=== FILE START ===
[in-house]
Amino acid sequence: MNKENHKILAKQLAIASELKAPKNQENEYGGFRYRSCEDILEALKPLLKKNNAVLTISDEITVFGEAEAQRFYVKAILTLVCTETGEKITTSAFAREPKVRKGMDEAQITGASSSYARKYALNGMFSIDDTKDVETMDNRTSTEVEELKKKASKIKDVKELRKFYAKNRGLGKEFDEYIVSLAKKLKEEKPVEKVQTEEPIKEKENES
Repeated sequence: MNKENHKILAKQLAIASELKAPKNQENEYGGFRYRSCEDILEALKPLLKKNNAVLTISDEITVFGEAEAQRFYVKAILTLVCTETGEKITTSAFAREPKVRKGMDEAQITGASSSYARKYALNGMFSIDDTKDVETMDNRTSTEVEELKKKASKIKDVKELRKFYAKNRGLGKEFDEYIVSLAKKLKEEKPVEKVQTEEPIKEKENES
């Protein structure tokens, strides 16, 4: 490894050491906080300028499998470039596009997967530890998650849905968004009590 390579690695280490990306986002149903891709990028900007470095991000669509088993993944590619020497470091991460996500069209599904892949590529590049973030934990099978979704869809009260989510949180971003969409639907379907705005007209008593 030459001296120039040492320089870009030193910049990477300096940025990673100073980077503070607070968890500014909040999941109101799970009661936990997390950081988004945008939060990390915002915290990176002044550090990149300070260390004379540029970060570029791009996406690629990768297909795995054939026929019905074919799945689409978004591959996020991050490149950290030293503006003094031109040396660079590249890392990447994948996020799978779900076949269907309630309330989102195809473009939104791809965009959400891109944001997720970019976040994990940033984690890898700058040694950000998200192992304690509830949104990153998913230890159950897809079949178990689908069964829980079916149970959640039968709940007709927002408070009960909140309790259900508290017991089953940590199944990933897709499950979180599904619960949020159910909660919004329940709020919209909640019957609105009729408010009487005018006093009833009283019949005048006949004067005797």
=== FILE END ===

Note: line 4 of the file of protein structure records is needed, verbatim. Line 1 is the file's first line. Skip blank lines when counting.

């Protein structure tokens, strides 16, 4: 490894050491906080300028499998470039596009997967530890998650849905968004009590 390579690695280490990306986002149903891709990028900007470095991000669509088993993944590619020497470091991460996500069209599904892949590529590049973030934990099978979704869809009260989510949180971003969409639907379907705005007209008593 030459001296120039040492320089870009030193910049990477300096940025990673100073980077503070607070968890500014909040999941109101799970009661936990997390950081988004945008939060990390915002915290990176002044550090990149300070260390004379540029970060570029791009996406690629990768297909795995054939026929019905074919799945689409978004591959996020991050490149950290030293503006003094031109040396660079590249890392990447994948996020799978779900076949269907309630309330989102195809473009939104791809965009959400891109944001997720970019976040994990940033984690890898700058040694950000998200192992304690509830949104990153998913230890159950897809079949178990689908069964829980079916149970959640039968709940007709927002408070009960909140309790259900508290017991089953940590199944990933897709499950979180599904619960949020159910909660919004329940709020919209909640019957609105009729408010009487005018006093009833009283019949005048006949004067005797």